The Limited Liability Company is Often paired with the Limited Partnership to deliver a versatile vehicle to procure investments, yet keep an extra layer of protection between you and the Partners (pending you adhere to particular corporate formalities). Real Estate is also another great asset to pair with the Limited Liability Company, and such business entities can be used in your Estate and Trust Planning.
While the Limited Liability Company protects its members from liability, many Courts have determined that two member LLC’s receive a higher degree of protection as there are two individual’s interests at stake. We always advise incorporating multi member Limited Liability Companies, even if the second person’s interest is minimal and they retain no management authority.
The Traditional C Corporation is great for Companies who intend on becoming public in the future. Although, a major downfall of such structure is double taxation. The Corporation can, however, elect to be treated as an S Corporation which passes its tax liabilities through to its shareholders. S Corporations are often family owned businesses, or small corporations which do not exceed 100 shareholders. Corporations oftentimes participate in stock raises in the event that they need additional operating funds and may have the ability to dilute shares.
A Non-Profit Corporation is incorporated for only qualifying specific purposes.Non-profit Corporations are incorporated to provide benefits to the public. This may include charitable organizations or other tax exempt organizations. One of the most common forms of Non-Profit Corporations is the 501(c)(3), which is set up to do charitable, educational, scientific, religious and literary work. Organizing as a non-profit organization does not always grant you the Federal Income Tax Exemption, you also have to qualify as a non-profit organization on the Federal Level.
Professional Entity Structure
The Professional Entity Structure is created and regulated by both state law as well as the licensing board of the particular profession. Usually, the two sets of regulations mirror each other but it is important to look to both state law and professional ethics to determine whether the parameters of how your business entity should be set up.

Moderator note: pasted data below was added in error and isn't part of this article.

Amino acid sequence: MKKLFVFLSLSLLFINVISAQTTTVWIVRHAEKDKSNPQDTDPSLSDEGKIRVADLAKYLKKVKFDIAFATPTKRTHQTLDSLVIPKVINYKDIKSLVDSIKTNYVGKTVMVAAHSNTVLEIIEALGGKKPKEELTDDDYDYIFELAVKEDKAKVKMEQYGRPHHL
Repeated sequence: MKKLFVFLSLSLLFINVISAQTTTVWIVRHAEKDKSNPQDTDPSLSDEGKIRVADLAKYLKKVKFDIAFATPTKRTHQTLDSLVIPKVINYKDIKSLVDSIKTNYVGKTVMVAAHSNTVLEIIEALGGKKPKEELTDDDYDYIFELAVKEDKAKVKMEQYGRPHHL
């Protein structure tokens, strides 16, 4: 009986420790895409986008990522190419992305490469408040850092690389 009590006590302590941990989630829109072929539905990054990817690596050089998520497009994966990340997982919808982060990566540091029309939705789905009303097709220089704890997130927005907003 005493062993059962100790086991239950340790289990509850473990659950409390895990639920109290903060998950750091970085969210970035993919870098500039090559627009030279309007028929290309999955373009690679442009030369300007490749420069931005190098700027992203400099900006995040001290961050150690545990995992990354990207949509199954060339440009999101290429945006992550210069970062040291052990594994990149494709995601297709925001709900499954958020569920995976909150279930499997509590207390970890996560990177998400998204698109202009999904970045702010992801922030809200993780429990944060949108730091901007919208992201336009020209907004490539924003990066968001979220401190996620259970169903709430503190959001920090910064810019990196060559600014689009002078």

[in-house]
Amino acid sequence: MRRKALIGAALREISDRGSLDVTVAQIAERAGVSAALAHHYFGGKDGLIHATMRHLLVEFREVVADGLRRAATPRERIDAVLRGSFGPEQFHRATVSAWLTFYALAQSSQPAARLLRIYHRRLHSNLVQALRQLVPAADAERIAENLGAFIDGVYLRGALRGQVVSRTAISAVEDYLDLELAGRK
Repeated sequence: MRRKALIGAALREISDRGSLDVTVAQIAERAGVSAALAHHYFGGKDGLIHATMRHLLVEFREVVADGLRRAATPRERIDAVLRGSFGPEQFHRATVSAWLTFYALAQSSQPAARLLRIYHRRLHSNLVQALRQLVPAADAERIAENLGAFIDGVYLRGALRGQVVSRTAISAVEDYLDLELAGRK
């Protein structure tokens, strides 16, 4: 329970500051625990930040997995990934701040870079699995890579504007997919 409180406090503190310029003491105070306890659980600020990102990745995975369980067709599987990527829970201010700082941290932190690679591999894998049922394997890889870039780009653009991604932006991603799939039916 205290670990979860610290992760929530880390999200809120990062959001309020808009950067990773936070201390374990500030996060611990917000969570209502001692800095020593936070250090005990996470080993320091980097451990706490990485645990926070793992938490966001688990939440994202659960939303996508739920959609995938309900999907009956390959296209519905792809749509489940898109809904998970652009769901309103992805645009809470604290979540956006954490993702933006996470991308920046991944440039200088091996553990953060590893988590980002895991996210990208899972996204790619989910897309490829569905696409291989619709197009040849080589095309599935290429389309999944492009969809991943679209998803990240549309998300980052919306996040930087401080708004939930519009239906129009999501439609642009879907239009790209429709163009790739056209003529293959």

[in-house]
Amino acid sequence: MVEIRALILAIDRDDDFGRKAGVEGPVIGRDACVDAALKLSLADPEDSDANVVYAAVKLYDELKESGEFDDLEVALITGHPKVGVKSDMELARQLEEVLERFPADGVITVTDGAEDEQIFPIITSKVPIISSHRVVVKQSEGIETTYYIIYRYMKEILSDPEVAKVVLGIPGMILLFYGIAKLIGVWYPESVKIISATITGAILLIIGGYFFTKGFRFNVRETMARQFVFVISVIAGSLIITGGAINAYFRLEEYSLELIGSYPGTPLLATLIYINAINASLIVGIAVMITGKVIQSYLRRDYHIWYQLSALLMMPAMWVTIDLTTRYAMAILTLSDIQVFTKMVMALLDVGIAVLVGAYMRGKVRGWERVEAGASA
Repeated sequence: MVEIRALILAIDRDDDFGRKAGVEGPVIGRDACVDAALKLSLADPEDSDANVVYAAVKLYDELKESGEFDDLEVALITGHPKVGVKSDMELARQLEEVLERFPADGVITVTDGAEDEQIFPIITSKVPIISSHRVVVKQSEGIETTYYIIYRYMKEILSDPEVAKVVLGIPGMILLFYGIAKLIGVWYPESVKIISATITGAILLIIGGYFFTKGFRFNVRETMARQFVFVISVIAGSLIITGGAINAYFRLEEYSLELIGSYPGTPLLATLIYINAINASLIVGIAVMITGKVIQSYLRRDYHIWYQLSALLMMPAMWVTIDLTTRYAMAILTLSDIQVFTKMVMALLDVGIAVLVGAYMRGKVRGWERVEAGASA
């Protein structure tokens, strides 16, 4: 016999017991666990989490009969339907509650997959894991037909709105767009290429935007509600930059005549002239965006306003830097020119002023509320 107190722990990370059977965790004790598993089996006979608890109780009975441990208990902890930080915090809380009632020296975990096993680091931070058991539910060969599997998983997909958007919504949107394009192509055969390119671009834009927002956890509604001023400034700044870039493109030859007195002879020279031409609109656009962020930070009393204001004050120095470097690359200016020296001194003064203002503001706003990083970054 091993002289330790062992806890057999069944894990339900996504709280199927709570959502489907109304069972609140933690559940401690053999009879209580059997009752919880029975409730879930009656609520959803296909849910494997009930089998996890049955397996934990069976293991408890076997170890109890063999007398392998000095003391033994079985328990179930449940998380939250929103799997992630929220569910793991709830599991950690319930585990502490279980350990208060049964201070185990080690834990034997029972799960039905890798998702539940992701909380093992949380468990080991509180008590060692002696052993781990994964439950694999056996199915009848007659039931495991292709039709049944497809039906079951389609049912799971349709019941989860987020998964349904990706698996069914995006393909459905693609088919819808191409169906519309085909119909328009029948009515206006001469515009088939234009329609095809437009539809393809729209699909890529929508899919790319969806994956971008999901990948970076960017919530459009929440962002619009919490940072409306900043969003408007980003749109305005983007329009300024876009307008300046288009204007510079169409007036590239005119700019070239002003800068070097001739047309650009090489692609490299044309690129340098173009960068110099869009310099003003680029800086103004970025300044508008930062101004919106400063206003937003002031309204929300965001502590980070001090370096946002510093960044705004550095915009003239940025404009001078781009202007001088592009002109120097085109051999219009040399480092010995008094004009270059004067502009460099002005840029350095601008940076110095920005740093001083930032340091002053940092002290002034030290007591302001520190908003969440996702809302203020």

Universally, state and licensing regulations allow for the creation of a Professional Limited Partnership (“LLP”), Professional Corporation (“PA” or “PC”), or Professional Limited Liability Company (“PLLC”) for members of the same profession. The major stipulation to forming these companies is that the all owners of these businesses must contain the same licensing and certifications to practice and provide the that the business was created to provide to the public. For instance, a Law Firm may only be owned by Lawyers, an accounting firm may only be owned by Certified Public Accountants, and a Dental Practice may only be owned by Dentists.
The Limited Partnership and Limited Liability Company are great structures because they allows for the incorporation of voting and non voting members or partners (which allows a Senior Partner to control the actions of Junior Partners).
Corporate Practice of Medicine
Corporate Practice of Medicine is defined as licensed medical Practitioners (doctors and/or nurses) practicing medicine under the business structure of a traditional Corporation, as opposed to a Professional Corporation or Professional Limited Liability Company as detailed above. The Corporate Practice of Medicine is governed by statute law and although most states prohibit such practice, it is important to annotate that this topic remains controversial as the laws governing such prohibition stem from older laws and cases.
Further, there are a few exceptions to the prohibition of Corporate Practice of Medicine. For instance, New York courts have recognized the ability of hospitals, including general hospitals, public health centers, diagnostic and treatment centers, nursing homes, as well as medical schools, to engage in the practice of medicine, to charge fees and share such fees with licensed professionals. Also, corporation may have a physician or nurse staff member to handle medical emergencies since such services are not provided to the public. Finally, business Corporations may provide management services for licensed medical professionals.
In Florida, medical practitioners licensed as dentists and in the field of optometry must incorporate as Professional Corporations or Professional Limited Liability Companies pursuant to the laws governing such licensure.
If you are a medical practitioner, you should keep yourself updated on the topic as the case law and statutes governing such practice may be overturned in one or more states (as the case usually is) and you and/or your existing business may benefit from such rulings.
Learn more about the different facets of Business Transactions and Corporate Law by visiting the links below:
- Incorporating your Business
- Legal Business Entity Structures
- Business Documentation
- Buy-Sell Agreements
- Business Succession Planning
- Real Estate Transactions
- Corporate Tax
- Corporate Finance
Contact our Law Firm to obtain a Complimentary Preliminary Consultation on how we can assist you with your Estate Planning, Probate, Legal, Business Law, Real Estate, Tax Planning and/or Tax Preparation needs.
Info@HowardSchwartzPA.com | (561) 997 0000